But Walker at AAA Fair Credit in Salt Lake City wants people to understand those solutions. She sees people who are excited to get a reverse mortgage and come in only because the law requires counseling. After an hour of talking with Walker, however, about one third decide against the loan.
"Which doesn't make lenders very happy with me," she says.
Those who decide against the loans usually don't need the money or have other options.
But many people across the country only talk with counselors briefly over the phone. They don't spend the time looking over the loan documents. They don't hire an attorney to review the risks of what they are doing, Walker says.
Walker remembers meeting with a senior couple four years ago who wanted to do a reverse mortgage. The husband was 80 years old and the wife was 59.
The lender talked the couple into doing a reverse mortgage with just the husband on the loan instead of waiting three years when the wife could also have been put on the loan.
Two years ago, the husband passed away and the wife lost the house.
"She was upset and blamed the government," Walker says. "But I warned them over and over again. ... She wanted me to save the house, but at that point there was nothing we could do."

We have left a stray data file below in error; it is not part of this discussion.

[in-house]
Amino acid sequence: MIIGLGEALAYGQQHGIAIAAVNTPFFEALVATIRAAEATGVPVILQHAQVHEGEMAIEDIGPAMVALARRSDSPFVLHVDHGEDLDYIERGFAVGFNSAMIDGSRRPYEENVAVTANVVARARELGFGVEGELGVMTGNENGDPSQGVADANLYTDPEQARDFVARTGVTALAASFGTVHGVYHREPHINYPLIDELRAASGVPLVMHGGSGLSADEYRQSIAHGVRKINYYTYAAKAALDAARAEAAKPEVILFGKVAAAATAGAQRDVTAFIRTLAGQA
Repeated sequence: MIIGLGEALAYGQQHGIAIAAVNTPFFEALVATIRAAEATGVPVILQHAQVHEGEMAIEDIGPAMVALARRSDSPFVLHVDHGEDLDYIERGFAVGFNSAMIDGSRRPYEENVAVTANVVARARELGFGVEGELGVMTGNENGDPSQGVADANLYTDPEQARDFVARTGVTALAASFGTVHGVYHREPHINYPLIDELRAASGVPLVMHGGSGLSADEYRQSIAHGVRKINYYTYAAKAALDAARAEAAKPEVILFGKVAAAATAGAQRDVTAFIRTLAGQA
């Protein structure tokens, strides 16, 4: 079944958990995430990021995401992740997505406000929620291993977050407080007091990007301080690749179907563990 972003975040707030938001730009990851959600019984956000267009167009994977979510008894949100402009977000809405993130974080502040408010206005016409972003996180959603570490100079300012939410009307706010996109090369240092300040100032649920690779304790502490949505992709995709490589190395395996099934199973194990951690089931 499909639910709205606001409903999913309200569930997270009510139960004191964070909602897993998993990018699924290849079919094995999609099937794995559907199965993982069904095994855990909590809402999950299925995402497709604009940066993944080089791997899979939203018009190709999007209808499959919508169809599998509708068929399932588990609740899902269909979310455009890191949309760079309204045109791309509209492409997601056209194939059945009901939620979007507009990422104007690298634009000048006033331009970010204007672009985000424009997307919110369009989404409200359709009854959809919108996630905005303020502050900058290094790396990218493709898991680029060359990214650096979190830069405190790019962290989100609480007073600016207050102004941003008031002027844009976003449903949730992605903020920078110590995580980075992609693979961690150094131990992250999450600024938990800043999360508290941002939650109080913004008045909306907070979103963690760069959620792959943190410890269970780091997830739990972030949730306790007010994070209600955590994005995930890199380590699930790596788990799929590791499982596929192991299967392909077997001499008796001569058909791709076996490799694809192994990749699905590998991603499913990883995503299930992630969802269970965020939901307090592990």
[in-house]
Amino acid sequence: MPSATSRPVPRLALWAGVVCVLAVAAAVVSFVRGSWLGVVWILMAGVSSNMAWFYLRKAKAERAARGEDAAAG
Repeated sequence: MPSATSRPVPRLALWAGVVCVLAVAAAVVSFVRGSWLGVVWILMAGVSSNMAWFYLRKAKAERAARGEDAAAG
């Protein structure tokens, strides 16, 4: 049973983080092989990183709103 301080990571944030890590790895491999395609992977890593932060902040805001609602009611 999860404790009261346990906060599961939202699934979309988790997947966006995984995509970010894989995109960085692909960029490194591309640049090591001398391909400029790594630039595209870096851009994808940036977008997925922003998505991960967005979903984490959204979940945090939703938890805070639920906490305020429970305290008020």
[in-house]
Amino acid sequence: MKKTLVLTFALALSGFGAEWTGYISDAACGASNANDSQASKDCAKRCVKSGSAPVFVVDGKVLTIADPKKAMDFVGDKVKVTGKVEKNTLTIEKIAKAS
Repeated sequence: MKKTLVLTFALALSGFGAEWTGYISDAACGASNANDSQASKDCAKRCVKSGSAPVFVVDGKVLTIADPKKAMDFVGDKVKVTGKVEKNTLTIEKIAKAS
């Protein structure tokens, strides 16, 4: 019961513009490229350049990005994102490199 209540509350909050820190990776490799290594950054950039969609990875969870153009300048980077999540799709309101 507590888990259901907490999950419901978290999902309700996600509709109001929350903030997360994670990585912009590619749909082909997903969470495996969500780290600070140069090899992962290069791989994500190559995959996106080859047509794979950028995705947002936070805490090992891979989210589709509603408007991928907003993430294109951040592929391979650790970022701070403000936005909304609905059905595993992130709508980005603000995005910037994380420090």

The amount of the reverse mortgage loan is based on the age of the youngest borrower. So some people choose to keep the younger spouse off the loan.
Just taking out a reverse mortgage is not the end of borrowers' obligations. They have to pay property tax, homeowners insurance, homeowners association fees and keep up home maintenance. The home also has to be used as a primary residence, Walker says.
Will VanderToolen, director of counseling services at AAA Fair Credit Foundation where Walker works, says the downside to doing a reverse mortgage is it could be the last real asset a person has.
"If anything else goes wrong, this individual can't just sell the house and take all the money and use that money for another financial emergency down the line," he says. "They are pretty much all tied up."
But for many people, reverse mortgages can be a life saver.
One senior couple, Walker says, used a reverse mortgage to pay off their traditional mortgage and left the rest in a line of credit. Before the reverse mortgage, their budget was negative by $560 a month. Now their budget is positive by $400.
So far they haven't touched the line of credit. They told Walker, "It has just given us such a relief and our health has improved because of the relief."
"That, actually, is what I hear the most often from the people who do it," Walker says.
Denton, the reverse mortgage specialist, says he notices the same thing.
"You would not believe how it changes their lives," Denton says. "After it happens, tears come to their eyes. They hug you. They kiss you. You are like a member of the family. I have 'moms' across the country. They tell me, 'Call me your mom.’ ”